About Iran CNG 2016
The Asia Pacific Natural Gas Vehicles Association (ANGVA) was established in 2002 and is a trade association for the natural gas vehicles industry in the Asia Pacific region. It serves the needs of fleet operators, vehicle manufacturers, OEMs, gas suppliers, equipment suppliers, refuelling equipment providers, consultants, government representatives, NGOs and others involved with the natural gas vehicle industry by promoting the use of natural gas as a transport fuel, by defining industry standards and guidelines and by providing training.
The activities of the Association are governed by the Board and its committees and implemented by the Secretariat. The first board election was held in Oct 2003 in Manila, Philippines. The Secretariat office is currently based in Malaysia. ANGVA provides NGV related information to members and helps members to communicate and share their experiences for improving the NGV industry in their countries. Moreover ANGVA is dedicated to developing an industry with highest technical and safety standards covering the entire Asia Pacific region. ANGVA also involves the leadership of the NGV community to influence activities and policies that provide increased market opportunities.
The Islamic Republic of Iran is located in southwest Asia, in the Middle East region. The name “Iran” has been in use natively since the Sassanian era and came into use internationally in 1935 before which the country was known to the Western world as Persia. Iran enjoys a rich and deep history and is home to one of the world’s oldest civilizations.
Iran is the 18th largest country in the world with a land area of 1,648,195 km2 and land boundaries of 5,440 km. The country is bordered by 15 neighbouring countries; on the north by Armenia, Azerbaijan, and Turkmenistan, on the east by Afghanistan and Pakistan, on the south by the Persian Gulf and the Gulf of Oman, on the west by Iraq, and on the northwest by Turkey.The Caspian Sea is located in the north of the country.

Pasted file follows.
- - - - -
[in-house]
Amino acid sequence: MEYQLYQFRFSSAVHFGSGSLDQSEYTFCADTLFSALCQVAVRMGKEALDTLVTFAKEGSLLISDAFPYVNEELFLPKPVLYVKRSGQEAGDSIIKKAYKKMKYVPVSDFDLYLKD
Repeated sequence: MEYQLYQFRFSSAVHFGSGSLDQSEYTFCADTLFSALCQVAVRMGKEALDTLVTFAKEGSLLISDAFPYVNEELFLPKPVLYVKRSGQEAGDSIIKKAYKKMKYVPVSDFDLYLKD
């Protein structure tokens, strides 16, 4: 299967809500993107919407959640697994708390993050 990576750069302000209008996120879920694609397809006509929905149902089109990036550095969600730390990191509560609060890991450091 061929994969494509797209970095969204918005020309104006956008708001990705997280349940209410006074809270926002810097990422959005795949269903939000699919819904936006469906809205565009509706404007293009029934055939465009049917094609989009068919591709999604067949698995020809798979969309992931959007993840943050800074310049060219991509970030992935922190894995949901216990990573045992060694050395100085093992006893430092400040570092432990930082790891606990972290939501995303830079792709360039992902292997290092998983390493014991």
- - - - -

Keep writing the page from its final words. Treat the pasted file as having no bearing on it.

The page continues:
Tehran, the country’s capital and largest city is the political, cultural, commercial, and industrial centre of the nation. The country is divided into 31 provinces, each governed by an appointed governor.
The Iranian coastline totals 2,440 km. The country comes with varied topography, climate and eco-regions ranging from snow and rain forests to deserts. Its climate ranges from arid or semiarid, to subtropical along the Caspian coast and the northern forests. The highest point in Iran is Damavand Mountain (5,671 m).
Iran enjoys many natural resources including petroleum, natural gas, coal, chromium, copper, iron ore, lead, manganese, zinc, and sulphur. Natural hazards threatening the country include periodic droughts, floods, dust storms, sandstorms, and earthquakes.
In 2012 Iran’s population was estimated at 78,868,711 with a population growth rate of 1.25%. In the same year the birth rate was 18.52 births per 1000 population.